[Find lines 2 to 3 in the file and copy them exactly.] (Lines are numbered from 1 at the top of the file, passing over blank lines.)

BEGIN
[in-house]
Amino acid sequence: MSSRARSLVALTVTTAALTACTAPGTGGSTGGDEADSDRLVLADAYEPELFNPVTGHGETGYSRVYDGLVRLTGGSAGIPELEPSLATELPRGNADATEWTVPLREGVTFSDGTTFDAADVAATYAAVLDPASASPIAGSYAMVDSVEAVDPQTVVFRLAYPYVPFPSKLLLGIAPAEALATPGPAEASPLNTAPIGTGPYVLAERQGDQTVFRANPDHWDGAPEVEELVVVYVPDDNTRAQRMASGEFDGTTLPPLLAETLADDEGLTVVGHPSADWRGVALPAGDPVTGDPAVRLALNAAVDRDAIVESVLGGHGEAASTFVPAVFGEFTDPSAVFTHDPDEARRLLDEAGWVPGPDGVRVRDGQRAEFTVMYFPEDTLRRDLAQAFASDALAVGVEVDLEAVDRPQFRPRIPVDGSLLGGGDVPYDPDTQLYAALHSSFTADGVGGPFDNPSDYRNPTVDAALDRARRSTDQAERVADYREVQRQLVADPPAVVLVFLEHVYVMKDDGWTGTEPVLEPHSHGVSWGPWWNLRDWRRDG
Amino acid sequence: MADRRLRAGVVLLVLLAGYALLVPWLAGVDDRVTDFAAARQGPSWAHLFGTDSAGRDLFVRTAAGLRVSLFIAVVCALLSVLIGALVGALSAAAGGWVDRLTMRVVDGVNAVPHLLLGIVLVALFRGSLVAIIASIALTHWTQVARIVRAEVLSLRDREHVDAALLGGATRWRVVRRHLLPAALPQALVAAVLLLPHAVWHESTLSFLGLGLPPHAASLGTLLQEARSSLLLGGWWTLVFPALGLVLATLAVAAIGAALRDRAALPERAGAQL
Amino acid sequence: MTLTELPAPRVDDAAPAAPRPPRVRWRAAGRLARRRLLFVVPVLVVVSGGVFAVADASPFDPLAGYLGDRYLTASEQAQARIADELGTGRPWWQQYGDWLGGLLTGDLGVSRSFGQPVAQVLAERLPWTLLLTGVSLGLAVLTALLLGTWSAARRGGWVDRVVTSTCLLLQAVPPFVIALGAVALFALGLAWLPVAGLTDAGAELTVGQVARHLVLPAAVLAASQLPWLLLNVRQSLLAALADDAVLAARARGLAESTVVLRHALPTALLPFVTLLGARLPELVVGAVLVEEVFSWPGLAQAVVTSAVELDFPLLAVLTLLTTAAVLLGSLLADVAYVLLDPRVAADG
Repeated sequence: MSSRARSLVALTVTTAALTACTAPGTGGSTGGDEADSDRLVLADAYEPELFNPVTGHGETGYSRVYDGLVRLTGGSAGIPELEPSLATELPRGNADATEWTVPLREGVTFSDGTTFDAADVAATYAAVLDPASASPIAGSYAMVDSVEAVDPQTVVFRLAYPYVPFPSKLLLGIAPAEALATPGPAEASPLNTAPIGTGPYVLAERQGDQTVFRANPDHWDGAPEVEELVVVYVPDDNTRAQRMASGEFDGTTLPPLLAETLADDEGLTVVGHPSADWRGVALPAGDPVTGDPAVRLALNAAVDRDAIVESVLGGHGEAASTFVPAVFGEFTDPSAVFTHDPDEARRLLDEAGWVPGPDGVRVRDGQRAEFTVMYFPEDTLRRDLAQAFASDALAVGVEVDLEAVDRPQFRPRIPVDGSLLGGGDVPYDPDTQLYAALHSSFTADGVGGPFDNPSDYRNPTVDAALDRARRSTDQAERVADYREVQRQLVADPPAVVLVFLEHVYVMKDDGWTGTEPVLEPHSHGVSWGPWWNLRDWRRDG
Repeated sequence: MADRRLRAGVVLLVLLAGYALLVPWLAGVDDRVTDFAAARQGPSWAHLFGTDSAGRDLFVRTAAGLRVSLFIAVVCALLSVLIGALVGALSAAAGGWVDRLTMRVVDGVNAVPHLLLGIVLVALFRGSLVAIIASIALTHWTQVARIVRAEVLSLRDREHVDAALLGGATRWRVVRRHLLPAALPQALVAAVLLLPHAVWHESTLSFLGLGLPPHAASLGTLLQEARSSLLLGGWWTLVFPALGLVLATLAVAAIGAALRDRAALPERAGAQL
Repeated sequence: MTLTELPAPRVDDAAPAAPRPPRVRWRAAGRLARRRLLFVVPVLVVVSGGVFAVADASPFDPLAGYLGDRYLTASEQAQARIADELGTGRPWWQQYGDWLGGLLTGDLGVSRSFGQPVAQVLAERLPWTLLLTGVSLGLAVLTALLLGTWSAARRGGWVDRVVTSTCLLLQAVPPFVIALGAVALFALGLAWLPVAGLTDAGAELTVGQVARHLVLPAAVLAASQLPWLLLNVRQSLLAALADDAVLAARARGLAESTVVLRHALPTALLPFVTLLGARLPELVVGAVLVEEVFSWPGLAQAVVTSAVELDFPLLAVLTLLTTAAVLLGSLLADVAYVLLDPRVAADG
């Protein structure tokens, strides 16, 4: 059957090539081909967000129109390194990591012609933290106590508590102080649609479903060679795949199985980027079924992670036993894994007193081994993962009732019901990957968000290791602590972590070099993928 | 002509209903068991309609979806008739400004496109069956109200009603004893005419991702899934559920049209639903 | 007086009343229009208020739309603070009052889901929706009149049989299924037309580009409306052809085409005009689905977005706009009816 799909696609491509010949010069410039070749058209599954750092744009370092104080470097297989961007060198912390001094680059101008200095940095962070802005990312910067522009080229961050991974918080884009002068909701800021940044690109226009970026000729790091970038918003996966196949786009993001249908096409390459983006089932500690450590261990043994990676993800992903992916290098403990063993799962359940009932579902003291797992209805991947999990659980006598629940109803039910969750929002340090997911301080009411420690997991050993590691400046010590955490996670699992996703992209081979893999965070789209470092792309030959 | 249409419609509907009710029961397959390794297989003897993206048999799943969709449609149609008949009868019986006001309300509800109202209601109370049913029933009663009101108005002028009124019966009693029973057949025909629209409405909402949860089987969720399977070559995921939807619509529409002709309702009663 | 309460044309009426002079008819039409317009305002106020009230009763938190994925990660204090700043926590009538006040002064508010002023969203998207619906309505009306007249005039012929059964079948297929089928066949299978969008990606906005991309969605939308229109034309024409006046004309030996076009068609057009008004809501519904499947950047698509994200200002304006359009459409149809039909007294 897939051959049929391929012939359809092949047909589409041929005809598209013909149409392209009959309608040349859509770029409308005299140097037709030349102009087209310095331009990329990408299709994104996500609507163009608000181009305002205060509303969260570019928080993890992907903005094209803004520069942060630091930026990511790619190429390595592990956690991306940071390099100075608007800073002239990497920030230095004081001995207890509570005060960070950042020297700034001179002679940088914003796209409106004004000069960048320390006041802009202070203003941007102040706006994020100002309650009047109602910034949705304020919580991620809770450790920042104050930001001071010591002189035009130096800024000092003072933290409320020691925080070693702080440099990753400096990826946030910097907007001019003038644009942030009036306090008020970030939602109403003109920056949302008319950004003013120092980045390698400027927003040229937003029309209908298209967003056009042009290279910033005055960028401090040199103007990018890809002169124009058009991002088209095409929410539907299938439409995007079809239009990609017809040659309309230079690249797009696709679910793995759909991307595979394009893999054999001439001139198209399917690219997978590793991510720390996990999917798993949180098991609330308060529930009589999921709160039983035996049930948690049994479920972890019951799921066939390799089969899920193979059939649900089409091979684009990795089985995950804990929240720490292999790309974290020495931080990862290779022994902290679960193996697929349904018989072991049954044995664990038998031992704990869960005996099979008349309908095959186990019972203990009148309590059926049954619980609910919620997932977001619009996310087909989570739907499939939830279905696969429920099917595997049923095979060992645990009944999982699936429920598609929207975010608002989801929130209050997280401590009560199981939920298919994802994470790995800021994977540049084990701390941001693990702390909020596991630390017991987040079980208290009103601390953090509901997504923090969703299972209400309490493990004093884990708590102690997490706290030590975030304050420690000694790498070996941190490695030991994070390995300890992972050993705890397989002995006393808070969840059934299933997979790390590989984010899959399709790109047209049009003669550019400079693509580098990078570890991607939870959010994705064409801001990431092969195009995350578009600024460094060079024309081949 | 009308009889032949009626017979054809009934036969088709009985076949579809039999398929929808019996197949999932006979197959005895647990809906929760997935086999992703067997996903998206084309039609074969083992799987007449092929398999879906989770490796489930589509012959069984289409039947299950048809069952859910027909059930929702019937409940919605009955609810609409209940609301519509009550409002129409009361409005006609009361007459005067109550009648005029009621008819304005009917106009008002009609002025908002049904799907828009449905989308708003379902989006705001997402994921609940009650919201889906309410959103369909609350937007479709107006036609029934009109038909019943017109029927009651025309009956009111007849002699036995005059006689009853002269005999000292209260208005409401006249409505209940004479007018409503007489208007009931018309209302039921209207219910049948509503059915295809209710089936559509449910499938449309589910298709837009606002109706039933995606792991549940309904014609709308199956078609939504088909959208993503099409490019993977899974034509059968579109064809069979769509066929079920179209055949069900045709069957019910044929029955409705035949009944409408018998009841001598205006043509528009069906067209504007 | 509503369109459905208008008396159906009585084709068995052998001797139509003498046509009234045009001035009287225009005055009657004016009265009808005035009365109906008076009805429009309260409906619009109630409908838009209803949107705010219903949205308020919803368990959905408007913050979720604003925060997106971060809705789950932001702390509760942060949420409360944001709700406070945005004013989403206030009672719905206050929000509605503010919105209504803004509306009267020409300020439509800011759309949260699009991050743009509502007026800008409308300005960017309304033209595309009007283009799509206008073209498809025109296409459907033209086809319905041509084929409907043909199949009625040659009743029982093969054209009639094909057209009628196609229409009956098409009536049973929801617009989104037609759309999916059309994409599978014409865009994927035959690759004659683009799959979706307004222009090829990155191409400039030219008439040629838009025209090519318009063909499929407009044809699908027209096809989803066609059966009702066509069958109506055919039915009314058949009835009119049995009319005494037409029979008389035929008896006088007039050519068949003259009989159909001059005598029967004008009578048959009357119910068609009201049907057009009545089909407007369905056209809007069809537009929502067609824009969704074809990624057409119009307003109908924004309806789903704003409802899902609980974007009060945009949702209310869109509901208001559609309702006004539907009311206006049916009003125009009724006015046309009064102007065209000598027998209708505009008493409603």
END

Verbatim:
Amino acid sequence: MSSRARSLVALTVTTAALTACTAPGTGGSTGGDEADSDRLVLADAYEPELFNPVTGHGETGYSRVYDGLVRLTGGSAGIPELEPSLATELPRGNADATEWTVPLREGVTFSDGTTFDAADVAATYAAVLDPASASPIAGSYAMVDSVEAVDPQTVVFRLAYPYVPFPSKLLLGIAPAEALATPGPAEASPLNTAPIGTGPYVLAERQGDQTVFRANPDHWDGAPEVEELVVVYVPDDNTRAQRMASGEFDGTTLPPLLAETLADDEGLTVVGHPSADWRGVALPAGDPVTGDPAVRLALNAAVDRDAIVESVLGGHGEAASTFVPAVFGEFTDPSAVFTHDPDEARRLLDEAGWVPGPDGVRVRDGQRAEFTVMYFPEDTLRRDLAQAFASDALAVGVEVDLEAVDRPQFRPRIPVDGSLLGGGDVPYDPDTQLYAALHSSFTADGVGGPFDNPSDYRNPTVDAALDRARRSTDQAERVADYREVQRQLVADPPAVVLVFLEHVYVMKDDGWTGTEPVLEPHSHGVSWGPWWNLRDWRRDG
Amino acid sequence: MADRRLRAGVVLLVLLAGYALLVPWLAGVDDRVTDFAAARQGPSWAHLFGTDSAGRDLFVRTAAGLRVSLFIAVVCALLSVLIGALVGALSAAAGGWVDRLTMRVVDGVNAVPHLLLGIVLVALFRGSLVAIIASIALTHWTQVARIVRAEVLSLRDREHVDAALLGGATRWRVVRRHLLPAALPQALVAAVLLLPHAVWHESTLSFLGLGLPPHAASLGTLLQEARSSLLLGGWWTLVFPALGLVLATLAVAAIGAALRDRAALPERAGAQL